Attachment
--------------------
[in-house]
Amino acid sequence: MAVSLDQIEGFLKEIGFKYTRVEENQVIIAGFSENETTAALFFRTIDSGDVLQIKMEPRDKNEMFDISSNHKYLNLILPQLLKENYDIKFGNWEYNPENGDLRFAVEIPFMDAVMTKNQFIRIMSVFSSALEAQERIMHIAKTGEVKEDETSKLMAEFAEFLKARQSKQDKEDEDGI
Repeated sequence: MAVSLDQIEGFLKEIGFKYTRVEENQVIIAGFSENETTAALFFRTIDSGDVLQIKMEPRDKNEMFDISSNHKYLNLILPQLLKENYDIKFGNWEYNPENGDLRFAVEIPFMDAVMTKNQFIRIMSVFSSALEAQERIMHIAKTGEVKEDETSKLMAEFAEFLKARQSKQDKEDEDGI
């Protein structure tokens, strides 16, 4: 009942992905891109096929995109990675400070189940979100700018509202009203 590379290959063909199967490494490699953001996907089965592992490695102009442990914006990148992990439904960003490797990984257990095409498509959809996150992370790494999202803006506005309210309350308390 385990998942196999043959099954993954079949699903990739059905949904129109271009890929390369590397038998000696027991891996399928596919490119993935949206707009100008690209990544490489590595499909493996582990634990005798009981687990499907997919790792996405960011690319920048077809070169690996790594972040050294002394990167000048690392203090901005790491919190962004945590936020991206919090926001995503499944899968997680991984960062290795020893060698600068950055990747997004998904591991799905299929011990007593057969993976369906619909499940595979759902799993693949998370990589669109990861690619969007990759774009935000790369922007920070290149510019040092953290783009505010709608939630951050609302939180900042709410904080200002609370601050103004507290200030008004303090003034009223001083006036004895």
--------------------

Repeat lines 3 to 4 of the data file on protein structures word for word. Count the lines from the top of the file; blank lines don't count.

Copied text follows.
Repeated sequence: MAVSLDQIEGFLKEIGFKYTRVEENQVIIAGFSENETTAALFFRTIDSGDVLQIKMEPRDKNEMFDISSNHKYLNLILPQLLKENYDIKFGNWEYNPENGDLRFAVEIPFMDAVMTKNQFIRIMSVFSSALEAQERIMHIAKTGEVKEDETSKLMAEFAEFLKARQSKQDKEDEDGI
């Protein structure tokens, strides 16, 4: 009942992905891109096929995109990675400070189940979100700018509202009203 590379290959063909199967490494490699953001996907089965592992490695102009442990914006990148992990439904960003490797990984257990095409498509959809996150992370790494999202803006506005309210309350308390 385990998942196999043959099954993954079949699903990739059905949904129109271009890929390369590397038998000696027991891996399928596919490119993935949206707009100008690209990544490489590595499909493996582990634990005798009981687990499907997919790792996405960011690319920048077809070169690996790594972040050294002394990167000048690392203090901005790491919190962004945590936020991206919090926001995503499944899968997680991984960062290795020893060698600068950055990747997004998904591991799905299929011990007593057969993976369906619909499940595979759902799993693949998370990589669109990861690619969007990759774009935000790369922007920070290149510019040092953290783009505010709608939630951050609302939180900042709410904080200002609370601050103004507290200030008004303090003034009223001083006036004895």